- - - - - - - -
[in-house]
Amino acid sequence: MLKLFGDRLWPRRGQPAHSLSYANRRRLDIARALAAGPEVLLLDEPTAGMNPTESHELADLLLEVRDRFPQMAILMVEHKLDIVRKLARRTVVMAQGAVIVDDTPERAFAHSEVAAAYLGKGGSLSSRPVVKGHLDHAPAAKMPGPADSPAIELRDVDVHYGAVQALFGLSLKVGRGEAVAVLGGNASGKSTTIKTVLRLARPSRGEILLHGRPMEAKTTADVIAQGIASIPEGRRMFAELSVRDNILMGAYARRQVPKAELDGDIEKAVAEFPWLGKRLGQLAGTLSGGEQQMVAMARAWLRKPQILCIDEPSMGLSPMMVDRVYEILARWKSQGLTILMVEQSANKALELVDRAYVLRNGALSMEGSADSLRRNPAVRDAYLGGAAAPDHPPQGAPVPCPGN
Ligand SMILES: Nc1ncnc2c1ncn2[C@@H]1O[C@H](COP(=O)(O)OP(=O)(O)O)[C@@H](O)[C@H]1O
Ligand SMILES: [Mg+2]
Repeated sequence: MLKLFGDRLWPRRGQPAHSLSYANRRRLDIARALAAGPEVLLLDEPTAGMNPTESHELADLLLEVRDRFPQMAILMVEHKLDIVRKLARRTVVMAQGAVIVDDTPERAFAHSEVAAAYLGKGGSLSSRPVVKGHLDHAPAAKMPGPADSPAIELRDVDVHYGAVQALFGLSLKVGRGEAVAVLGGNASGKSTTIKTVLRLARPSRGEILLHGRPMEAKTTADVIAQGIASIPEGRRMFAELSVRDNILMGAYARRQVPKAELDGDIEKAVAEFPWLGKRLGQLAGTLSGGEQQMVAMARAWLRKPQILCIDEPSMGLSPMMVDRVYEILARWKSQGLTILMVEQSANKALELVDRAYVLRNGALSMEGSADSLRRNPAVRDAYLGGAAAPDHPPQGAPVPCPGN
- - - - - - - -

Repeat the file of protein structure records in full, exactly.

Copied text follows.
[in-house]
Amino acid sequence: MLKLFGDRLWPRRGQPAHSLSYANRRRLDIARALAAGPEVLLLDEPTAGMNPTESHELADLLLEVRDRFPQMAILMVEHKLDIVRKLARRTVVMAQGAVIVDDTPERAFAHSEVAAAYLGKGGSLSSRPVVKGHLDHAPAAKMPGPADSPAIELRDVDVHYGAVQALFGLSLKVGRGEAVAVLGGNASGKSTTIKTVLRLARPSRGEILLHGRPMEAKTTADVIAQGIASIPEGRRMFAELSVRDNILMGAYARRQVPKAELDGDIEKAVAEFPWLGKRLGQLAGTLSGGEQQMVAMARAWLRKPQILCIDEPSMGLSPMMVDRVYEILARWKSQGLTILMVEQSANKALELVDRAYVLRNGALSMEGSADSLRRNPAVRDAYLGGAAAPDHPPQGAPVPCPGN
Ligand SMILES: Nc1ncnc2c1ncn2[C@@H]1O[C@H](COP(=O)(O)OP(=O)(O)O)[C@@H](O)[C@H]1O
Ligand SMILES: [Mg+2]
Repeated sequence: MLKLFGDRLWPRRGQPAHSLSYANRRRLDIARALAAGPEVLLLDEPTAGMNPTESHELADLLLEVRDRFPQMAILMVEHKLDIVRKLARRTVVMAQGAVIVDDTPERAFAHSEVAAAYLGKGGSLSSRPVVKGHLDHAPAAKMPGPADSPAIELRDVDVHYGAVQALFGLSLKVGRGEAVAVLGGNASGKSTTIKTVLRLARPSRGEILLHGRPMEAKTTADVIAQGIASIPEGRRMFAELSVRDNILMGAYARRQVPKAELDGDIEKAVAEFPWLGKRLGQLAGTLSGGEQQMVAMARAWLRKPQILCIDEPSMGLSPMMVDRVYEILARWKSQGLTILMVEQSANKALELVDRAYVLRNGALSMEGSADSLRRNPAVRDAYLGGAAAPDHPPQGAPVPCPGN